Biological Sciences, Health Sciences
Applications in Health Sciences
Applications in Life Sciences
Daniel began his career in biology as an undergraduate at the University of Chicago. He completed his doctoral work in evolutionary biology with Paul Harvey at Oxford University. After post-doctoral work in Paris, at Queen’s University in Ontario, and at the University of Minnesota, in 1995 he joined the faculty in the Department of Genetics at the University of Georgia. Daniel joined the University of Washington Department of Pathology in the summer of 2013. Daniel is broadly interested in evolutionary genetics, with specific projects on senescence, sexual selection, natural genetic variation, and the evolution of networks.
Throughout his career Daniel has been interested in genetic variation in patterns of aging in natural populations, and he has ongoing projects on flies, dogs, marmosets and humans. The study of aging provides a powerful framework with which to better understand the evolutionary forces acting upon the organism at all levels of organization, from behavior and demography to large-scale molecular networks. In the past few years, Daniel has turned to high-throughput approaches as a way to understand the mechanisms that underlie natural variation for patterns of aging. His first effort to apply network thinking to aging, dating to 2004, involved a comparison of the network structure of yeast protein-protein interaction networks. Daniel found that proteins associated with longevity in yeast had higher connectivity than other proteins. Work in the ensuing decade has shown similar patterns in flies and even in humans. In another study, Daniel found that connectivity of the yeast gene regulatory network was able to predict the degree of variability in gene expression among different environments.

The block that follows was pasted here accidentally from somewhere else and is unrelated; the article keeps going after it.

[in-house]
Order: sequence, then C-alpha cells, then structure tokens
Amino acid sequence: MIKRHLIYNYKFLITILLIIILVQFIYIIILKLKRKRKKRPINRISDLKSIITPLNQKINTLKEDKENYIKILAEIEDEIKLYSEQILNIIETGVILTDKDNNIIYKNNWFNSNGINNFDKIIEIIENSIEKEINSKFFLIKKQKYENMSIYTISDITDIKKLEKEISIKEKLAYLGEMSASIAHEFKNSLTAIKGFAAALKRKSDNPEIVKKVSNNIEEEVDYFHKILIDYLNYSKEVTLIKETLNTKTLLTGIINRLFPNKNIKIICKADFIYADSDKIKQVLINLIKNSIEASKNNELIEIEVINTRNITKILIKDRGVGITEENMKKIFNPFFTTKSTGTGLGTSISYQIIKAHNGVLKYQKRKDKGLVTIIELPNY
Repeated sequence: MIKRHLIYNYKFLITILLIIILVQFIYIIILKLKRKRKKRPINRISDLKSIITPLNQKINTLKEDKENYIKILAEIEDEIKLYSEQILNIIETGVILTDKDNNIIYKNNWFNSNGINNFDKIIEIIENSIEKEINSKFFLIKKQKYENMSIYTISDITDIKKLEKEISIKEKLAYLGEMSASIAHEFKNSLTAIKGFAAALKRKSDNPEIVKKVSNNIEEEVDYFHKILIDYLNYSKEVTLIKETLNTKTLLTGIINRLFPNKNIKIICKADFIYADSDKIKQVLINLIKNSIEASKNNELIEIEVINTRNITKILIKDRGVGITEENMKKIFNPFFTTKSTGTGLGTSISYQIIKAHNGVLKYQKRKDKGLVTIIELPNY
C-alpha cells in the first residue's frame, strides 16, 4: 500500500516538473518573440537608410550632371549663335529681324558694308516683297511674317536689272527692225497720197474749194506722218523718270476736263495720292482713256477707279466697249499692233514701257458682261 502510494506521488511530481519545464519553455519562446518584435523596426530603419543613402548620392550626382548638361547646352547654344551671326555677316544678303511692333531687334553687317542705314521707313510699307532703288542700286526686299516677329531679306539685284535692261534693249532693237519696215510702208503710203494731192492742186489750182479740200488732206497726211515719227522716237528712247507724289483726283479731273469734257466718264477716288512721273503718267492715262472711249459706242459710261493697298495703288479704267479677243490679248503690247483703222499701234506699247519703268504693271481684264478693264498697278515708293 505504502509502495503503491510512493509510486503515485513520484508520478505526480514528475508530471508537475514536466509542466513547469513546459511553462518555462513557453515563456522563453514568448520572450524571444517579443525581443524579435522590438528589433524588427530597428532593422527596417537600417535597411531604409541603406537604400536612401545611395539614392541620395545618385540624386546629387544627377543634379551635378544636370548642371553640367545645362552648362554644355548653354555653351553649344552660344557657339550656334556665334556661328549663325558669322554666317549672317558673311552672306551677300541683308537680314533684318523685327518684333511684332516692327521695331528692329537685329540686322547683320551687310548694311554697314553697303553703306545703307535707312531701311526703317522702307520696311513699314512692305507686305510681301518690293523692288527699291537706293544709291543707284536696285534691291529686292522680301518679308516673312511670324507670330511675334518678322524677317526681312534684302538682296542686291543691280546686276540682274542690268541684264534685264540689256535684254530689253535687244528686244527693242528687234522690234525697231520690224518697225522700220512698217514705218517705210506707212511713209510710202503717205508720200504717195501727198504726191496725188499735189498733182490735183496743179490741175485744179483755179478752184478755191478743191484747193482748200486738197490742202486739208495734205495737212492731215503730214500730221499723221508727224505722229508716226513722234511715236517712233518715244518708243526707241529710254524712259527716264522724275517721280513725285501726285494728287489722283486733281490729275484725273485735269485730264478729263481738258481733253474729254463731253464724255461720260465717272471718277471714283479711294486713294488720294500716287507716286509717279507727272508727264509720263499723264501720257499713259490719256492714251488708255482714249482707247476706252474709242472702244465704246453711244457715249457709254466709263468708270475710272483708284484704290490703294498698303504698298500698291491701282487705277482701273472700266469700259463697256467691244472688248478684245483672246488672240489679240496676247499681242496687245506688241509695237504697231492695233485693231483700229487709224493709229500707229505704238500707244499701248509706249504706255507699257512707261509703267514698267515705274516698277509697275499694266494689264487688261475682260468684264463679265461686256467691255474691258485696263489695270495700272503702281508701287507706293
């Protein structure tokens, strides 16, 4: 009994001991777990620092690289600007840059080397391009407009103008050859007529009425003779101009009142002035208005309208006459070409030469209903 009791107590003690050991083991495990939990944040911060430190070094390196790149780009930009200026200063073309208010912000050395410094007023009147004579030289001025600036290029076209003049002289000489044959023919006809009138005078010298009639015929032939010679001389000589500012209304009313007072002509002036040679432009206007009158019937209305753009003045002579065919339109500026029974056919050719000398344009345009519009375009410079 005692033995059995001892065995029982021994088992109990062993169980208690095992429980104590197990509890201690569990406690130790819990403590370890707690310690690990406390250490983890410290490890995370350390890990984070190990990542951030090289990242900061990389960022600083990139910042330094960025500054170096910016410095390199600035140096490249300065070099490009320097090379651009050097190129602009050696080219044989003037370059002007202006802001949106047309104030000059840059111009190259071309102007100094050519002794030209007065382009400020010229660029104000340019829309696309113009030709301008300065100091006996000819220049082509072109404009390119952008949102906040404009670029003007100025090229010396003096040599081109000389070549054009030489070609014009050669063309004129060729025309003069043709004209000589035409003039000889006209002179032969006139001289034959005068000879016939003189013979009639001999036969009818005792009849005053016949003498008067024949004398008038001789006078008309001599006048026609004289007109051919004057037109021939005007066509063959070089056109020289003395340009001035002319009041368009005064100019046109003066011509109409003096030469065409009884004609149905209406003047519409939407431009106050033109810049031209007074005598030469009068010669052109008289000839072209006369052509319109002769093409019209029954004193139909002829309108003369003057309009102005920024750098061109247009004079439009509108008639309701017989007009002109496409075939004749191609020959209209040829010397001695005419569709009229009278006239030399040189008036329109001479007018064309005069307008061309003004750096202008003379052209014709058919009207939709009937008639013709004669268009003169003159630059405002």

More recently, in collaboration with Dean Jones, a biochemist at Emory University, Daniel has been using high-dimensional metabolomic profiling to study the molecular networks that are associated with patterns of aging. The Jones lab has developed a method to identify over 50,000 unique metabolomics features in small samples of human plasma, approximately two orders of magnitude more than standard metabolomics approaches. As part of an NIH-funded multi-PI grant, Daniel and Dean are looking at metabolomics patterns and age in the common marmoset. However, starting with a pilot project funded by the American Federation of Aging Research, they began using metabolomics in our fly work. They are able to obtain measures of over 30,000 unique mz features from a sample of three flies (~3 mg). Our recent (unpublished) studies on diet restriction and aging in fruit flies suggest that monoamine neurotransmitters play an important role in the diet restriction response. This work is an excellent example of how high-throughput data discovery approaches can generate novel and testable hypotheses. Daniel is currently writing an NIH proposal to fund this work in collaboration with Emory and the Buck Institute.
Daniel has joined the Department of Pathology at UW after almost two decades on the faculty at the University of Georgia.